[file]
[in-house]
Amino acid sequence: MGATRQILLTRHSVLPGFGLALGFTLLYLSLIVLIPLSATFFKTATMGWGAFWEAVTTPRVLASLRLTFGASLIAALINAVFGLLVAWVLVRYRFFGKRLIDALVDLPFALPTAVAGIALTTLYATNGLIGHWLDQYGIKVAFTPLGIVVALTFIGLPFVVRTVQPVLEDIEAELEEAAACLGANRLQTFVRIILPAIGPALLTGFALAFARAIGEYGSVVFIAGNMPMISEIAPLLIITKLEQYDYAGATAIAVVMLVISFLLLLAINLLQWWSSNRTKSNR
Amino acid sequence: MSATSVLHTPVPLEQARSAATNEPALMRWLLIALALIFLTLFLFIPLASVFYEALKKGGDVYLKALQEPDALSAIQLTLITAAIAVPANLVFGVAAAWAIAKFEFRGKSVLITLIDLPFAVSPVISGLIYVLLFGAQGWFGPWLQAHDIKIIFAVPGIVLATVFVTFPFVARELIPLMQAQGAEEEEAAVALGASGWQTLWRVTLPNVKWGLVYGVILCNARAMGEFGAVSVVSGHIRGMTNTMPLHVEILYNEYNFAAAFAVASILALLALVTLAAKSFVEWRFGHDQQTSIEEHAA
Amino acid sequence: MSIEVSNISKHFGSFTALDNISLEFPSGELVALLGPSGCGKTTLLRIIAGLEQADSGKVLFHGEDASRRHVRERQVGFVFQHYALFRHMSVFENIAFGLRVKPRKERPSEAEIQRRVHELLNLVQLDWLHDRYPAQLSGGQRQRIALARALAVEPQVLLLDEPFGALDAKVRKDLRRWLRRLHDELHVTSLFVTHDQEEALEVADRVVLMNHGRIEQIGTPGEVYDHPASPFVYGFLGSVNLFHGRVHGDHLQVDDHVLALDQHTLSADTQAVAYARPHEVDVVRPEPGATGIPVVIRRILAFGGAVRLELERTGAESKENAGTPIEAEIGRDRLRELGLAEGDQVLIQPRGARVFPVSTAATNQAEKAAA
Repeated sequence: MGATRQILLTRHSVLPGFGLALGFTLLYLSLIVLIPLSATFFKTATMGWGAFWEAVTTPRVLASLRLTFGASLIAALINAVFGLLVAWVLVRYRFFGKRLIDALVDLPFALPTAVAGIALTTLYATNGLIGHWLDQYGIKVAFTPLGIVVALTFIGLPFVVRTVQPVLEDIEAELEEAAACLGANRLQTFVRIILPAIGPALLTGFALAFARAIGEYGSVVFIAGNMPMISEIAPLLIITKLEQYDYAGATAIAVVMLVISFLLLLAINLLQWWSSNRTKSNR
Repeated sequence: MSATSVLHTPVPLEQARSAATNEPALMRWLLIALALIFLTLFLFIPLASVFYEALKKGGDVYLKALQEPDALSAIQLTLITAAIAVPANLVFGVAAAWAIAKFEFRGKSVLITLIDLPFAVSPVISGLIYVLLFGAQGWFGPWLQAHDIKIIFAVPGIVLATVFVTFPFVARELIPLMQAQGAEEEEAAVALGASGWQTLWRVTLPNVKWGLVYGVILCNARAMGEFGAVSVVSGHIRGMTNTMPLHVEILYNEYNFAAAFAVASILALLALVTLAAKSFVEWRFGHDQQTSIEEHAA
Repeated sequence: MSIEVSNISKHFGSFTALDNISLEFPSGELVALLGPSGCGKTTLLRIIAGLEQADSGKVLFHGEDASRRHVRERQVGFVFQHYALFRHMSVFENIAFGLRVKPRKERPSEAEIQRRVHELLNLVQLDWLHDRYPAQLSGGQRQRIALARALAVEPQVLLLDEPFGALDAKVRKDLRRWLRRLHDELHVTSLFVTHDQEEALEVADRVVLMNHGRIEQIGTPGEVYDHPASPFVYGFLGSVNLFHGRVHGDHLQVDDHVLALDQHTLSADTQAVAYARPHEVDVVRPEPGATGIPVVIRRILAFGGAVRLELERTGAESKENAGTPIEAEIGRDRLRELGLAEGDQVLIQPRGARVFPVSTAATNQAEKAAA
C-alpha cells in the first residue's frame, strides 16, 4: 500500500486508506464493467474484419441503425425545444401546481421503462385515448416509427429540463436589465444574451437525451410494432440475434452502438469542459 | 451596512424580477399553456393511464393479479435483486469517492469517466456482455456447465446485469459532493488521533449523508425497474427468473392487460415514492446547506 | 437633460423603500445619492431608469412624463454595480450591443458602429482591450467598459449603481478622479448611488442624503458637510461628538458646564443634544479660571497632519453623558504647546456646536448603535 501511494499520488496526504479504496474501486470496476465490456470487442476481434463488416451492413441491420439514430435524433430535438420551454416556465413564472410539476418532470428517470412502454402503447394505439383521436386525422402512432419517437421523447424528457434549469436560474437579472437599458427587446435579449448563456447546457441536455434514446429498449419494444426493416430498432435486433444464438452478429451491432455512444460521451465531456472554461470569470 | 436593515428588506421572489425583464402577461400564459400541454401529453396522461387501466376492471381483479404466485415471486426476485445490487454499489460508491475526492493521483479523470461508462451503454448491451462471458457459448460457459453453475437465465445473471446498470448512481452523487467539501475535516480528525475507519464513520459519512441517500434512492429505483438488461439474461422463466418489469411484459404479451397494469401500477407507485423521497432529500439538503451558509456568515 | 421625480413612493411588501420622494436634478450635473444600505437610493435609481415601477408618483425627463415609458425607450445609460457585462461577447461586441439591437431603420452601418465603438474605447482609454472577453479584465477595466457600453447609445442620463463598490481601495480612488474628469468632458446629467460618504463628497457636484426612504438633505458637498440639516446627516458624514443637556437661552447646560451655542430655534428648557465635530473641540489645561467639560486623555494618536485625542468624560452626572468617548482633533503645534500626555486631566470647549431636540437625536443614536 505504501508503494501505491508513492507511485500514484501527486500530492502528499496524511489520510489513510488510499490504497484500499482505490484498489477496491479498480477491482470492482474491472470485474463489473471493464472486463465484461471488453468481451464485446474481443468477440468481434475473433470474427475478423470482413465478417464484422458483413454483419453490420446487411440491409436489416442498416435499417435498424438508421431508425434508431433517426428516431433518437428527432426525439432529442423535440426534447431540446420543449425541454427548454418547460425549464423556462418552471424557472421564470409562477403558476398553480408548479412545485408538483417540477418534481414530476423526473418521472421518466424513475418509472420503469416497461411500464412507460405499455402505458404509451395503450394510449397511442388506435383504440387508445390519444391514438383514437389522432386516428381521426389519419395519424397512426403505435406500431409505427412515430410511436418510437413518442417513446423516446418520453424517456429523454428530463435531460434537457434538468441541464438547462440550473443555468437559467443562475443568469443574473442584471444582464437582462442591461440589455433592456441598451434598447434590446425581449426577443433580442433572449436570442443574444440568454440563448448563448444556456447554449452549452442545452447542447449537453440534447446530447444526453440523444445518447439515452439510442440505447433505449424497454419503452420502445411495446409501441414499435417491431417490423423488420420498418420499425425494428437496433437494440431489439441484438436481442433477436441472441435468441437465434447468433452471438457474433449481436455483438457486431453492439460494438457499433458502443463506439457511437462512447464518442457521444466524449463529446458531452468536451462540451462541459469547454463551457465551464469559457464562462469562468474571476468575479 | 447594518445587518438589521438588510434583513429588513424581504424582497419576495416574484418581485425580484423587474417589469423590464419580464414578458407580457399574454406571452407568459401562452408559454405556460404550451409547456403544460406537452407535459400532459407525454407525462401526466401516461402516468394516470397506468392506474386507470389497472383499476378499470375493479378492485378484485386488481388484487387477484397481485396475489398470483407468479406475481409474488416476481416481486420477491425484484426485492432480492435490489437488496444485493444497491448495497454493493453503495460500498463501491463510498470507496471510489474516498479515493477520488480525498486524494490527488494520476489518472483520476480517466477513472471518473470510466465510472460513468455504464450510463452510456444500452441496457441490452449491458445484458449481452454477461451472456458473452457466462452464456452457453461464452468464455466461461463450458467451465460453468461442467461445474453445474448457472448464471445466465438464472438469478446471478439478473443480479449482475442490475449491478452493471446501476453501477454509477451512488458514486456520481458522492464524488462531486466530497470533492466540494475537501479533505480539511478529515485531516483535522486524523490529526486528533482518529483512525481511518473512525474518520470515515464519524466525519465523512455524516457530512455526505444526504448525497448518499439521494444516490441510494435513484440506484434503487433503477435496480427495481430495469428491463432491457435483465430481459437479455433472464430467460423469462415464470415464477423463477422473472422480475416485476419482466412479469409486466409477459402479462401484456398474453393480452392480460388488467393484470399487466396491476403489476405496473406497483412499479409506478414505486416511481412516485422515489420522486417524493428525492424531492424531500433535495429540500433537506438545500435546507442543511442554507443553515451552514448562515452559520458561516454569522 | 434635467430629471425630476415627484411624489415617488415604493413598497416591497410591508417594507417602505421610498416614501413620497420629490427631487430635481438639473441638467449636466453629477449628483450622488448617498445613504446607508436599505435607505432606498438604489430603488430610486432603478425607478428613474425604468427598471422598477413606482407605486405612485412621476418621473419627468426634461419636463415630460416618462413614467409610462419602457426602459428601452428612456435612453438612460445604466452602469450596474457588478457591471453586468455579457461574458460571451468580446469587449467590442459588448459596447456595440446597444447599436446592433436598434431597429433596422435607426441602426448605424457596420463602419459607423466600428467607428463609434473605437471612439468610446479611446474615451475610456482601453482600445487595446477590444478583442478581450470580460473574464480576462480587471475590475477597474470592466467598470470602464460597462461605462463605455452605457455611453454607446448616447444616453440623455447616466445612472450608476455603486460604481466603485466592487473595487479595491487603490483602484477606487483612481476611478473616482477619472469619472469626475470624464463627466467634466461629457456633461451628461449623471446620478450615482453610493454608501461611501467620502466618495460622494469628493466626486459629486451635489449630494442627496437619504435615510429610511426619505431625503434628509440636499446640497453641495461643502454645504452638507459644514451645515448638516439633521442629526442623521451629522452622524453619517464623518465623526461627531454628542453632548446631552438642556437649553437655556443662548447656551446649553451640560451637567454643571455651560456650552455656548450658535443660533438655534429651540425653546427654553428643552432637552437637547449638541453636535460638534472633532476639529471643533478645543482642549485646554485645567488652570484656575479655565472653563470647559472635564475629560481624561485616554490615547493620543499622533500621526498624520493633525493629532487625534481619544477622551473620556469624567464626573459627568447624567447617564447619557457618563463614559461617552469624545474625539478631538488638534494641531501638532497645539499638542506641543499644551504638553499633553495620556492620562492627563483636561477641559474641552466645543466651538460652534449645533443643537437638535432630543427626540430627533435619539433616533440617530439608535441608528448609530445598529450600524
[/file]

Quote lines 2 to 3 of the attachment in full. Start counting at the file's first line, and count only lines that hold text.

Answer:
Amino acid sequence: MGATRQILLTRHSVLPGFGLALGFTLLYLSLIVLIPLSATFFKTATMGWGAFWEAVTTPRVLASLRLTFGASLIAALINAVFGLLVAWVLVRYRFFGKRLIDALVDLPFALPTAVAGIALTTLYATNGLIGHWLDQYGIKVAFTPLGIVVALTFIGLPFVVRTVQPVLEDIEAELEEAAACLGANRLQTFVRIILPAIGPALLTGFALAFARAIGEYGSVVFIAGNMPMISEIAPLLIITKLEQYDYAGATAIAVVMLVISFLLLLAINLLQWWSSNRTKSNR
Amino acid sequence: MSATSVLHTPVPLEQARSAATNEPALMRWLLIALALIFLTLFLFIPLASVFYEALKKGGDVYLKALQEPDALSAIQLTLITAAIAVPANLVFGVAAAWAIAKFEFRGKSVLITLIDLPFAVSPVISGLIYVLLFGAQGWFGPWLQAHDIKIIFAVPGIVLATVFVTFPFVARELIPLMQAQGAEEEEAAVALGASGWQTLWRVTLPNVKWGLVYGVILCNARAMGEFGAVSVVSGHIRGMTNTMPLHVEILYNEYNFAAAFAVASILALLALVTLAAKSFVEWRFGHDQQTSIEEHAA